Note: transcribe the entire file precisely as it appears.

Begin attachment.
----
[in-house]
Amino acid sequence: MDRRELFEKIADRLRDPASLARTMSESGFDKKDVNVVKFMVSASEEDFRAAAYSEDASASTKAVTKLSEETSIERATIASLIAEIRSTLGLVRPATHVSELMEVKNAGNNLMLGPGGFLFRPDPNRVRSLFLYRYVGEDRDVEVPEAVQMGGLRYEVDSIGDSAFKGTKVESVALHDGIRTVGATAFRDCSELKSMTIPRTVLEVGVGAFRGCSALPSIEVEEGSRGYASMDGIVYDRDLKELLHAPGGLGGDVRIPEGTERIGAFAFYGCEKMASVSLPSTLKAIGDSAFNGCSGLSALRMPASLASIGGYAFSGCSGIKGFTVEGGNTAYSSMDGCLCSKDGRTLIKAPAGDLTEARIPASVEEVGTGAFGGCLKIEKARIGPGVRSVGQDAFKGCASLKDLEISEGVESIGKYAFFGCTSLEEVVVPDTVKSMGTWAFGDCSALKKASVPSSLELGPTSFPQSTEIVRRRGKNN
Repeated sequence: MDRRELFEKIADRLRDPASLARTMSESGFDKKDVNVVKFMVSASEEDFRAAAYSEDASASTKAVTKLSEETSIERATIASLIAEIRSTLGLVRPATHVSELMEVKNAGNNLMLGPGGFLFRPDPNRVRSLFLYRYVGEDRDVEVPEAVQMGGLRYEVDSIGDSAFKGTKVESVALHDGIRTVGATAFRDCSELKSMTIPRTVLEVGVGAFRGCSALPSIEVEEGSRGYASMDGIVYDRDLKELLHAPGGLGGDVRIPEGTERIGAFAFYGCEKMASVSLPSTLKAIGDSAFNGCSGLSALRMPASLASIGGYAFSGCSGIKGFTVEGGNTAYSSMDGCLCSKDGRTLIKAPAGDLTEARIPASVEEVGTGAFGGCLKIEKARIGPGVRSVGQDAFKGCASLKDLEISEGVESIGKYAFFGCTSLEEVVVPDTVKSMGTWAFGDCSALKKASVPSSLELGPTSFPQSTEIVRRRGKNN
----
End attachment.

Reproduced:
[in-house]
Amino acid sequence: MDRRELFEKIADRLRDPASLARTMSESGFDKKDVNVVKFMVSASEEDFRAAAYSEDASASTKAVTKLSEETSIERATIASLIAEIRSTLGLVRPATHVSELMEVKNAGNNLMLGPGGFLFRPDPNRVRSLFLYRYVGEDRDVEVPEAVQMGGLRYEVDSIGDSAFKGTKVESVALHDGIRTVGATAFRDCSELKSMTIPRTVLEVGVGAFRGCSALPSIEVEEGSRGYASMDGIVYDRDLKELLHAPGGLGGDVRIPEGTERIGAFAFYGCEKMASVSLPSTLKAIGDSAFNGCSGLSALRMPASLASIGGYAFSGCSGIKGFTVEGGNTAYSSMDGCLCSKDGRTLIKAPAGDLTEARIPASVEEVGTGAFGGCLKIEKARIGPGVRSVGQDAFKGCASLKDLEISEGVESIGKYAFFGCTSLEEVVVPDTVKSMGTWAFGDCSALKKASVPSSLELGPTSFPQSTEIVRRRGKNN
Repeated sequence: MDRRELFEKIADRLRDPASLARTMSESGFDKKDVNVVKFMVSASEEDFRAAAYSEDASASTKAVTKLSEETSIERATIASLIAEIRSTLGLVRPATHVSELMEVKNAGNNLMLGPGGFLFRPDPNRVRSLFLYRYVGEDRDVEVPEAVQMGGLRYEVDSIGDSAFKGTKVESVALHDGIRTVGATAFRDCSELKSMTIPRTVLEVGVGAFRGCSALPSIEVEEGSRGYASMDGIVYDRDLKELLHAPGGLGGDVRIPEGTERIGAFAFYGCEKMASVSLPSTLKAIGDSAFNGCSGLSALRMPASLASIGGYAFSGCSGIKGFTVEGGNTAYSSMDGCLCSKDGRTLIKAPAGDLTEARIPASVEEVGTGAFGGCLKIEKARIGPGVRSVGQDAFKGCASLKDLEISEGVESIGKYAFFGCTSLEEVVVPDTVKSMGTWAFGDCSALKKASVPSSLELGPTSFPQSTEIVRRRGKNN